Candy Bars and Bumblebees Share DNA

Each of us can learn a great deal from the humble bumblebee.
In the 1930s the French entomologist August Magnan arrived at the profound conclusion that bumblebees, due to the established laws of physics, could not fly. Regardless to what his eyes witnesses, he claimed the size of the body verses the lift of tiny wings made such a feat impossible. And while the entire world continued debating the merits of this concept, the bumblebee kept busy by flying around expansive yards and flowering gardens.

Too many times in life we let others define what we can and cannot do.

Human nature is to avoid risk – the entire instinct for survival firmly located in our pesky ‘lizard brain’. And because of this doubting voice, we tend to find solace in those who tell us we cannot do something. Rejection or failure is just as painful as reaching our hand into an open flame. For many, you only need to get burned once or twice.

Fortunately the bumblebee never listened to August Magnan.

To be honest, I am just like everyone else – I’ve battled this natural instinct my entire life. Reasons, when more closely examined, were really just excuses dressed in sheep’s clothing. Fear is easy to learn – hard to break.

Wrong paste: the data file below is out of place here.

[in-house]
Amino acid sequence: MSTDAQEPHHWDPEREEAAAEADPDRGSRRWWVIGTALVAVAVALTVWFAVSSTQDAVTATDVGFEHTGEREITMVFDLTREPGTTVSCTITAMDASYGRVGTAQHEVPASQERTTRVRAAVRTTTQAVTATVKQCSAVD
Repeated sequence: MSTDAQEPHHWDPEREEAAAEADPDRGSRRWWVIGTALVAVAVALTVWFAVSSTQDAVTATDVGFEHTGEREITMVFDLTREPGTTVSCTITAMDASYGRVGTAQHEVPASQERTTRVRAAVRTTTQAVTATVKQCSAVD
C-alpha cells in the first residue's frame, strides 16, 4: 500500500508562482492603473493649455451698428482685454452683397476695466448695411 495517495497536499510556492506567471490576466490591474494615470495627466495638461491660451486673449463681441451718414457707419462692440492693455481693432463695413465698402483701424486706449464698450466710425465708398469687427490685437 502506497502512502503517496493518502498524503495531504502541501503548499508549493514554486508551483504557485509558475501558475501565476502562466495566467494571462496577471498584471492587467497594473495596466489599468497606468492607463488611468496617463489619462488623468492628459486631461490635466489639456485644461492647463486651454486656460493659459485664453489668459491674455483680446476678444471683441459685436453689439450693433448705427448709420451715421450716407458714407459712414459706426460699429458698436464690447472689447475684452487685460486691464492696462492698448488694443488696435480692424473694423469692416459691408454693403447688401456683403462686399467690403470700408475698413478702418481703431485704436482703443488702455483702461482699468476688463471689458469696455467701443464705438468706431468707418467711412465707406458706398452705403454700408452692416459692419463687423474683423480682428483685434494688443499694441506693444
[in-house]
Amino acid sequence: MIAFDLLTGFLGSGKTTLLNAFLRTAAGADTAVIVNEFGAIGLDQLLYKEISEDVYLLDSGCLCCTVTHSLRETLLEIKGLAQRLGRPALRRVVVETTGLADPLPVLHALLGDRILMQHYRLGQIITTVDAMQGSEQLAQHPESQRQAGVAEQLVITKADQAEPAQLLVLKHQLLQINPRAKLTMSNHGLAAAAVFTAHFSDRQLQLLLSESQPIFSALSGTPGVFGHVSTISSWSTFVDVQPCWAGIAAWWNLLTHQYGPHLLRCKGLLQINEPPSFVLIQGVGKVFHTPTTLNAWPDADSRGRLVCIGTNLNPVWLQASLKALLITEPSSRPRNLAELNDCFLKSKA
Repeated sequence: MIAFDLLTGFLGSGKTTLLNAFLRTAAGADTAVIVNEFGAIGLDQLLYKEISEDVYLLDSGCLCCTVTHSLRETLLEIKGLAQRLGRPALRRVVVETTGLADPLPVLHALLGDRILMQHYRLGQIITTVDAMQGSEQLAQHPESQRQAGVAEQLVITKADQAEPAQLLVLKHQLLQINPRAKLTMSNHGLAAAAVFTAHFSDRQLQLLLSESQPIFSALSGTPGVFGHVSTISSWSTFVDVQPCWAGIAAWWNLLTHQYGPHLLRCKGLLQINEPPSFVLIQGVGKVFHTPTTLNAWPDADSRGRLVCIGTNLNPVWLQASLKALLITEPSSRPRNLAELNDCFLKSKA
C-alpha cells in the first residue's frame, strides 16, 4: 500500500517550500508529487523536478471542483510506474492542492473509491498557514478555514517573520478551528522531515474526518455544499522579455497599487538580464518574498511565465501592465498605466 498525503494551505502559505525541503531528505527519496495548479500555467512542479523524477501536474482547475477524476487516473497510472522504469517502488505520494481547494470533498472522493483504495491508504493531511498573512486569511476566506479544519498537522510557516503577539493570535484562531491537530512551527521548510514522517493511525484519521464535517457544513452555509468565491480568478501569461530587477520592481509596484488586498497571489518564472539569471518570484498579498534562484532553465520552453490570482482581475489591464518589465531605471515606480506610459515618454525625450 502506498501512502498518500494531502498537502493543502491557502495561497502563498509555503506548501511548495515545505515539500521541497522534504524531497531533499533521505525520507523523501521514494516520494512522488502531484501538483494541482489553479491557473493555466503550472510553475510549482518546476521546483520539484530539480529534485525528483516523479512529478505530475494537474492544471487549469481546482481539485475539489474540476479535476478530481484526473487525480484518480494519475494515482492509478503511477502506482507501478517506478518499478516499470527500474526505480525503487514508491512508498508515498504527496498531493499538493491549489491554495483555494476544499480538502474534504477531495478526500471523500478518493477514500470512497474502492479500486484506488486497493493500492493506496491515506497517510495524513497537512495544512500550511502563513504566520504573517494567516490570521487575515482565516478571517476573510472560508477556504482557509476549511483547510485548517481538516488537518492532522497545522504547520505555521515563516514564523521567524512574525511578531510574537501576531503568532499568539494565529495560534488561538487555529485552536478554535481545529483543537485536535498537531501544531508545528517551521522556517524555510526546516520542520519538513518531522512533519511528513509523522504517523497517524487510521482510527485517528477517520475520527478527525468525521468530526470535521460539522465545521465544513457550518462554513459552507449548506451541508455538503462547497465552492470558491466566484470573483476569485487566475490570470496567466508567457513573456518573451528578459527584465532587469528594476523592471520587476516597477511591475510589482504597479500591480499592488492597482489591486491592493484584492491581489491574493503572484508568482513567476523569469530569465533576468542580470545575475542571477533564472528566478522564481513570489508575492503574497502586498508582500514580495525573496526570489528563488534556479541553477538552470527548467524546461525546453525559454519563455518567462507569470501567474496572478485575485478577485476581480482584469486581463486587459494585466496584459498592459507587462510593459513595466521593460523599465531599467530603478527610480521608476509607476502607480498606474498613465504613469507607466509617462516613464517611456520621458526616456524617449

One night over dinner at home, my wife and I began laughing at how our daughter, sold candy door-to-door when in elementary school. Thinking back to when I was her age charged with the same task I was petrified to knock on a door to sell candy. Not for my fear of life, but for the fear of being turned down.

Our daughter, on the other hand, never really considered someone would turn her down. Even her pitch left little room for the homeowner to avoid buying candy.

“Hi, my name is Ally and I am selling candy bars for my school. How many boxes would you like to buy?”

And as I stood in the background, I watched full-sized adults melt in front of this determined little girl who never broke eye contact. Many times they’d just say “why don’t you pick out the one you’d like and I’ll buy it for you.”

There is no telling how many times she resold the same candy bar.
For me, when her age, my box of unsold candy sat quietly in the corner of the living room – never seeing the light of day.

But watching my daughter sell candy bars that day, acting like the bumblebee who never acknowledges that she couldn’t fly, I found myself growing as a person. Granted I was a fully-grown adult, carried a mortgage, and held a job, but this little girl was teaching me there really wasn’t much to fear in life. Sure, a few people said no, but she brushed each experience off like a pesky mosquito buzzing around her head.

And few minutes later, there she was at the next front door, standing tall and confident. And just like a bumblebee, she refused to listen to those who said she couldn’t fly.

– 30 –

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